Religion Today Summaries - March 19, 2010

Compiled & Edited by Crosswalk Editorial Staff

Religion Today Summaries - March 19, 2010

Daily briefs of the top news stories impacting Christians around the world.
 
In today's edition:

  • Sheikh Incites Muslims to Attack Christians in Egypt
  • Iraqi Christian Shopkeeper Gunned Down in Mosul
  • USCIRF Urges Increased Focus on Iran
  • So. Calif. City Says Home Bible Study Must Get Permit

Sheikh Incites Muslims to Attack Christians in Egypt

Compass Direct News reports that a mob of enraged Muslims attacked a Coptic Christian community in a coastal town in northern Egypt last weekend. The group wreaked havoc for hours and injured 24 Copts before security forces contained them. The March 12 violence erupted after the sheikh of a neighborhood mosque allegedly incited Muslims over a loudspeaker, proclaiming jihad against Christians in Marsa Matrouh, 200 miles west of Alexandria. The angry crowd hurled rocks at the district church, Christians and their properties, looted homes and set fires that evening. The mob was reportedly infuriated over the building of a wall around newly-bought land adjacent to the Reefiya Church building. The building also houses a clinic and community center. "I was very surprised by the degree of hatred that people had toward Christians," said a reporter for online Coptic news source Theban Legion, who visited Reefiya after the attack.

Iraqi Christian Shopkeeper Gunned Down in Mosul

The Christian Post reports that Iraqi Christians continue to be targeted in Mosul even though election violence has died down. Sabah Gurgis, a 55-year-old member of the Chaldean Catholic community, was gunned down on his way to work by men in an unmarked car Wednesday. Multiple Christians were gunned down in Mosul last month, including a family a five. The continued violence sparked mass protests in Baghdad and Mosul three weeks ago, when hundreds of Christians accused security forces of standing by and allowing effective immunity for killers. Mosul's Christian community has dwindled to less than half of its population in 2001. Christian families continue to flee the city last month, when the United Nations estimated that more than 4,000 Christians had fled to safer territory.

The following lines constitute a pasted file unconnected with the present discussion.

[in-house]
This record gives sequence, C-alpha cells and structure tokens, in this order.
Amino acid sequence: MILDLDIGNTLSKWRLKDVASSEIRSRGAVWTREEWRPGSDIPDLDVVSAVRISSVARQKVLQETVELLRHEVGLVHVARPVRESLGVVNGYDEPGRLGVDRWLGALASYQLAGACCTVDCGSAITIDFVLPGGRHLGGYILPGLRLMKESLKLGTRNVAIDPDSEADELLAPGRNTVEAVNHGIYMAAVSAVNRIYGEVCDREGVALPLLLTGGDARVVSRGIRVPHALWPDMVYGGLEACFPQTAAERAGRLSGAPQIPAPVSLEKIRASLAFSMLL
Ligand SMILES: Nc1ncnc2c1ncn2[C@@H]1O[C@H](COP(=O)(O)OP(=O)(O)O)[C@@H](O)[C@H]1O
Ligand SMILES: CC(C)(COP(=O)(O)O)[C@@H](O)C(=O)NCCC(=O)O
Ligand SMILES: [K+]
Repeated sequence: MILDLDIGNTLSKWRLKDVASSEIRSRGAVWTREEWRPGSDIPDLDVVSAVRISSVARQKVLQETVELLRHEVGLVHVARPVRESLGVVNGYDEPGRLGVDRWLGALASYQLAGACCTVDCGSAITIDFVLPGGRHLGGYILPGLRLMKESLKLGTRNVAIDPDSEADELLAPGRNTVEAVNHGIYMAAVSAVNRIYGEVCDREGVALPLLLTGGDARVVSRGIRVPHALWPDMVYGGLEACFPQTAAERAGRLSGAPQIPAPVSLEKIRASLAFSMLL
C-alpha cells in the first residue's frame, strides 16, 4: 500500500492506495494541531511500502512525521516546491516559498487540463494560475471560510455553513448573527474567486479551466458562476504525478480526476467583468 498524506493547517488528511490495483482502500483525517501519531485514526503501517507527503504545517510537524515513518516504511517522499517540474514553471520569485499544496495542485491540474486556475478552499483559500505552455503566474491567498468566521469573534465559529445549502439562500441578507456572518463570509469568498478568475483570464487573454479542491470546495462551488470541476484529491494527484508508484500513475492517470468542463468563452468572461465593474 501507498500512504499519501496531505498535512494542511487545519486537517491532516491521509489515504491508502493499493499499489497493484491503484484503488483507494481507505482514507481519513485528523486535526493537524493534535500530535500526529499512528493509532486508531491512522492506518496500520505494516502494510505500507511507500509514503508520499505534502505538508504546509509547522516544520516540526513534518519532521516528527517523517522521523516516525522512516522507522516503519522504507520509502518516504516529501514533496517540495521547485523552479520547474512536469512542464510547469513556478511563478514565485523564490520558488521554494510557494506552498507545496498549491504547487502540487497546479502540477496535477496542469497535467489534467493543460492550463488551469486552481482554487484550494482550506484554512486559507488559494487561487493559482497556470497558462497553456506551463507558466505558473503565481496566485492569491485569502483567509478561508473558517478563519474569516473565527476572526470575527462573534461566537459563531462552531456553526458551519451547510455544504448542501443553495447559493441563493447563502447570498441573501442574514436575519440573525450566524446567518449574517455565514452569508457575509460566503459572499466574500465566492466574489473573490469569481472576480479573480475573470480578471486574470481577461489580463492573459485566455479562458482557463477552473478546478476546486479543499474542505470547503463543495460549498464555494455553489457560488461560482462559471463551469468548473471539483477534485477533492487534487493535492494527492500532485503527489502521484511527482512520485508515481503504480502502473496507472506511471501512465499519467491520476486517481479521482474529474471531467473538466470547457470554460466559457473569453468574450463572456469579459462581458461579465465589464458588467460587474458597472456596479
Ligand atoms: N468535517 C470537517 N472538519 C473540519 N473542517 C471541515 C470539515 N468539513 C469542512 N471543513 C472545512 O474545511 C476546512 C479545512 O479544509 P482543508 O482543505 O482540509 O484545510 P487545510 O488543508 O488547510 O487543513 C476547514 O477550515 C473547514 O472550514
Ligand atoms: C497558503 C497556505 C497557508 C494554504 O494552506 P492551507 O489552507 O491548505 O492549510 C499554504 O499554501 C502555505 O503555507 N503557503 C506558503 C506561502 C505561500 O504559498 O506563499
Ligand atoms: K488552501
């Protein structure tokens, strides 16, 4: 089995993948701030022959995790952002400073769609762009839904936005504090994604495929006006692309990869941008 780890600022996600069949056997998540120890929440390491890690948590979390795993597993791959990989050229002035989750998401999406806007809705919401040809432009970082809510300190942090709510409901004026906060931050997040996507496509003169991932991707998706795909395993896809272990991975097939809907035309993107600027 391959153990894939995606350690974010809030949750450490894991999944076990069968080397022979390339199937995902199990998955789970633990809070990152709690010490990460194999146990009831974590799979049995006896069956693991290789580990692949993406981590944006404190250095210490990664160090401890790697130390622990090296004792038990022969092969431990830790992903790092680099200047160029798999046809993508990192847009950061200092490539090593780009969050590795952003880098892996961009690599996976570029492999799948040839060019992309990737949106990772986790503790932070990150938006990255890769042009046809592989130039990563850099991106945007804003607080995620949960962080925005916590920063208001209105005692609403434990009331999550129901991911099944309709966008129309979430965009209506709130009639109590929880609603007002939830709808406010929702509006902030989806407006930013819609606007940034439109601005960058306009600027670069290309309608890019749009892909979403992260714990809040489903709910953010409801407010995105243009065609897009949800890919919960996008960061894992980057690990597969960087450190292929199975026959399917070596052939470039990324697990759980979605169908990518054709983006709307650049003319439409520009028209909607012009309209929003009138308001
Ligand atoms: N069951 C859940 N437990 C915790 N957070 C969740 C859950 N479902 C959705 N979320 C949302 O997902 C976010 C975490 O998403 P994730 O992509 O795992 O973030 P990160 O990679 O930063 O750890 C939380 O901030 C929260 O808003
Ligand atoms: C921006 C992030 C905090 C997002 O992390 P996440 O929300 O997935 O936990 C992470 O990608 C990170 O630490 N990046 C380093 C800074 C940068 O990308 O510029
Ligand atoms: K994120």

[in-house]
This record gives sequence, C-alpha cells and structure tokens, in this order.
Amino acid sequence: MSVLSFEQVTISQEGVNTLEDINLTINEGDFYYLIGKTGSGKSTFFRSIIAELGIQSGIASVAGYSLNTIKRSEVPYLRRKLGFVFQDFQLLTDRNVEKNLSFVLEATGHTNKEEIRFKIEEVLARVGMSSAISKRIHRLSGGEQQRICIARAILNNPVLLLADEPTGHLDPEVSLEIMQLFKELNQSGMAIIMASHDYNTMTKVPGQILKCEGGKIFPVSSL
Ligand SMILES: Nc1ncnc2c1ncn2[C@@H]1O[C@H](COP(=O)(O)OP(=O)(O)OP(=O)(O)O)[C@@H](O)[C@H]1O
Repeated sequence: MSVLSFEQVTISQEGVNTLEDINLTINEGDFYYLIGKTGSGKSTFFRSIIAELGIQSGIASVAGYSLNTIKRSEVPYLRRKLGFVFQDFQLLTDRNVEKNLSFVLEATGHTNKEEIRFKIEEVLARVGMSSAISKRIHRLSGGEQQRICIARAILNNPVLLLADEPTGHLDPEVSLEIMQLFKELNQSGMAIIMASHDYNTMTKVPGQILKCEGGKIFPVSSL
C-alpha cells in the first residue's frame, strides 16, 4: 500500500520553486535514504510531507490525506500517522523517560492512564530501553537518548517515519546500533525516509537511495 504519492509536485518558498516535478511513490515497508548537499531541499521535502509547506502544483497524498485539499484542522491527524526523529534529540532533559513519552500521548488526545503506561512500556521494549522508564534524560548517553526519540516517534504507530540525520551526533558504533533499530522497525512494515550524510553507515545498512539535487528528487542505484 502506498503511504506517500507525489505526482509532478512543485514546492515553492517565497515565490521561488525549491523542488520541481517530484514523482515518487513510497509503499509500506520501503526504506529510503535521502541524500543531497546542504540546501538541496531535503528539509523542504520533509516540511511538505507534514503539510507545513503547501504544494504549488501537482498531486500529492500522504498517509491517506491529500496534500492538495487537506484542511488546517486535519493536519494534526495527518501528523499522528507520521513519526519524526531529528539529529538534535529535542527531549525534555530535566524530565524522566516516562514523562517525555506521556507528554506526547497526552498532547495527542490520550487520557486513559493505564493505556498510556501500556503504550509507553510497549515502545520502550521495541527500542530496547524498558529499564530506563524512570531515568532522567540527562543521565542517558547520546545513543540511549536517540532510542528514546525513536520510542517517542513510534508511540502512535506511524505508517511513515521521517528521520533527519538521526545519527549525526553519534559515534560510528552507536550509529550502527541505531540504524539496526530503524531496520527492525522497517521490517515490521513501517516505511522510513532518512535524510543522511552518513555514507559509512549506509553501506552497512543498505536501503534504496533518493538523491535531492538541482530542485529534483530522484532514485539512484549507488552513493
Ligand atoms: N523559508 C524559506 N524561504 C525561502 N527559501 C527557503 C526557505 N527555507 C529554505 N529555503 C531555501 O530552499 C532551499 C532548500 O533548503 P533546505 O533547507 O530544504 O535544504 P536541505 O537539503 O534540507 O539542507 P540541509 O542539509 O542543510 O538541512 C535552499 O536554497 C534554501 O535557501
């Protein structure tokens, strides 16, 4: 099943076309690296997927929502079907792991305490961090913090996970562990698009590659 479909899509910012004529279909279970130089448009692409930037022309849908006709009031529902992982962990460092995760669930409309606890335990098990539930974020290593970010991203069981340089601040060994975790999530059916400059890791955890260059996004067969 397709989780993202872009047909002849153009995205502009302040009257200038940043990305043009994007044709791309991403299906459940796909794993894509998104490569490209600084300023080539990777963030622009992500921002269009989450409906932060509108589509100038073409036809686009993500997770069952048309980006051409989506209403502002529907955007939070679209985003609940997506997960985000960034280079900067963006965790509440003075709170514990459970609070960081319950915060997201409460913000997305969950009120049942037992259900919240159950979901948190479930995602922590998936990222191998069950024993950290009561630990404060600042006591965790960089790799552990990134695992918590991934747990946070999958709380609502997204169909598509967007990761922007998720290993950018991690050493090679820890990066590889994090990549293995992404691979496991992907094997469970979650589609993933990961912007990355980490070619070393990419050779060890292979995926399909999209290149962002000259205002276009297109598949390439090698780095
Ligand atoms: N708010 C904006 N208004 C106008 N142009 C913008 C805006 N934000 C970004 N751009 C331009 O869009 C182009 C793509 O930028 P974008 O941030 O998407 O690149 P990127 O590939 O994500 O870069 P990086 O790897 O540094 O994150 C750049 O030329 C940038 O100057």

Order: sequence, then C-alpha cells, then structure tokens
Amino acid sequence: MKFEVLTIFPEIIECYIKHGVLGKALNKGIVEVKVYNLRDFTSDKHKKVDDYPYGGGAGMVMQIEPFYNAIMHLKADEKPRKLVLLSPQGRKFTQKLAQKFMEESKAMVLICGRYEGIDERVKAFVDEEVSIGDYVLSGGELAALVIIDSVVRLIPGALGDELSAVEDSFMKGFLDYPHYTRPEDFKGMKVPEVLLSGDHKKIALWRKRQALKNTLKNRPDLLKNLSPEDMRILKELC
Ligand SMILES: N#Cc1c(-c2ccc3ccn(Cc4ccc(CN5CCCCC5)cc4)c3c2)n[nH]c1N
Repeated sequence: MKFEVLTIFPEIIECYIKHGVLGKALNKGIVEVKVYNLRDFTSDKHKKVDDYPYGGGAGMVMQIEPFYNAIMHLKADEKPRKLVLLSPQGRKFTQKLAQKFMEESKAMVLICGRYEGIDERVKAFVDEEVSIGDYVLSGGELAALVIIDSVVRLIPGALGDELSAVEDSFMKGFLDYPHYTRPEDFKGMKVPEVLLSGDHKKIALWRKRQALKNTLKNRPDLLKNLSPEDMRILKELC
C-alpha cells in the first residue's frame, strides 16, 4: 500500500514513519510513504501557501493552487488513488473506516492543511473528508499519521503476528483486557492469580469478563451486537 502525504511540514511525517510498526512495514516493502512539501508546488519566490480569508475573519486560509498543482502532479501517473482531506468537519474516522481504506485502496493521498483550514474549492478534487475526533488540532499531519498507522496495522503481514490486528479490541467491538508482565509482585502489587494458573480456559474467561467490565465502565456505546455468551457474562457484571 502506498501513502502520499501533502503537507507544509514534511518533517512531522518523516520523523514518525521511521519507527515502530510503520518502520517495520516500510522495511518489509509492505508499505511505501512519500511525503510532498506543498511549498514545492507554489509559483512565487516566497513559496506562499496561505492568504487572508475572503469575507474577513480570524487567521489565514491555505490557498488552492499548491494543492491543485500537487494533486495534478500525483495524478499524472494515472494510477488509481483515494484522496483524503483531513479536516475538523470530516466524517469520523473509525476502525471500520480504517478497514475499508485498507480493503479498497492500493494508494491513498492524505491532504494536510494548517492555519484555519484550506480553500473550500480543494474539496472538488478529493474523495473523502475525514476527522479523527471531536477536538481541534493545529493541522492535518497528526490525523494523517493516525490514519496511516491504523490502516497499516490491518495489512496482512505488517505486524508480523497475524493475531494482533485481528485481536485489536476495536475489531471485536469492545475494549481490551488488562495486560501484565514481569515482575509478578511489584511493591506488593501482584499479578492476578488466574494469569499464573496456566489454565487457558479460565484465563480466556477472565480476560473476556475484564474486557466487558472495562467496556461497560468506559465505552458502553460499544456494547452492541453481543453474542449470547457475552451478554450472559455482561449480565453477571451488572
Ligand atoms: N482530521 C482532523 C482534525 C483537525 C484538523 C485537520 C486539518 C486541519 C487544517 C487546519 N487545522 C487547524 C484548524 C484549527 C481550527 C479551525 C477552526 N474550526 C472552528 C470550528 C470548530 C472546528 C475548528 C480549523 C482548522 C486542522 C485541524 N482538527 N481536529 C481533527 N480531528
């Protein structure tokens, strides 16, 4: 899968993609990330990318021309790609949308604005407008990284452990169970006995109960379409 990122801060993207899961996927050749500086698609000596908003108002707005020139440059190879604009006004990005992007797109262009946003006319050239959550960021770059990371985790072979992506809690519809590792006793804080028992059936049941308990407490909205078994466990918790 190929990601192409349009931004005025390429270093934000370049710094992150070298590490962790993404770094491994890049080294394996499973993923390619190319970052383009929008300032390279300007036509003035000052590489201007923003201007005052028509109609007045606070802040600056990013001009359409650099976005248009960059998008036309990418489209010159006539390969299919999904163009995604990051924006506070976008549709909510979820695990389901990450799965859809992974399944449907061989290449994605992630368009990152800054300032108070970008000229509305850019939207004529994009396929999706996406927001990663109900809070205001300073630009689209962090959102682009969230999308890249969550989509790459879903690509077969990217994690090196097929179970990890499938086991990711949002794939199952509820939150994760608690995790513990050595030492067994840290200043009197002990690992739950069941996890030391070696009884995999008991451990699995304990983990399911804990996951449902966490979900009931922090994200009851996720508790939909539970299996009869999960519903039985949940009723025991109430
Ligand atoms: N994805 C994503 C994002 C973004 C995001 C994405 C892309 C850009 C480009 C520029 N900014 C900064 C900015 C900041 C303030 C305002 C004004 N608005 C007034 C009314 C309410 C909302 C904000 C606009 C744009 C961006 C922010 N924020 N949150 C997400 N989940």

USCIRF Urges Increased Focus on Iran

Baptist Press reports that the U.S. Commission on International Religious Freedom (USCIRF) has again urged that Iran "be named a 'country of particular concern,' or CPC, for engaging in systematic, ongoing and egregious violations of religious freedom." Testifying on the current state of religious freedom in Iran, USCIRF Chair Leonard Leo said the extremist Islamic regime has utilized harassment and physical attacks in repressing religious minorities, which include Baha'is and Sufi Muslims as well as Christians. "Although the Iranian government maintains publicly that Baha'is are free to attend university, reports over the past year indicate that the policy of preventing Baha'is from obtaining higher education remains in effect," Leo said.

So. Calif. City Says Home Bible Study Must Get Permit

The Associated Press reports that Rancho Cucamonga is trying to demand that a Bible study of 15 people be required to obtain a conditional use permit by Good Friday. This is the second time the city has targeted the group. The city says the group advertises on the Internet as a church, and neighbors have complained about 40 to 60 people meeting there weekly. The group's defense, Pacific Justice Institute, says the gatherings usually draw about 15 people and is only a Bible study, not a church. Other residents of southern California have met similar demands, but have usually been allowed to continue without a permit. Last year, San Diego county withdrew a similar demand, saying it should not have been made in the first place.

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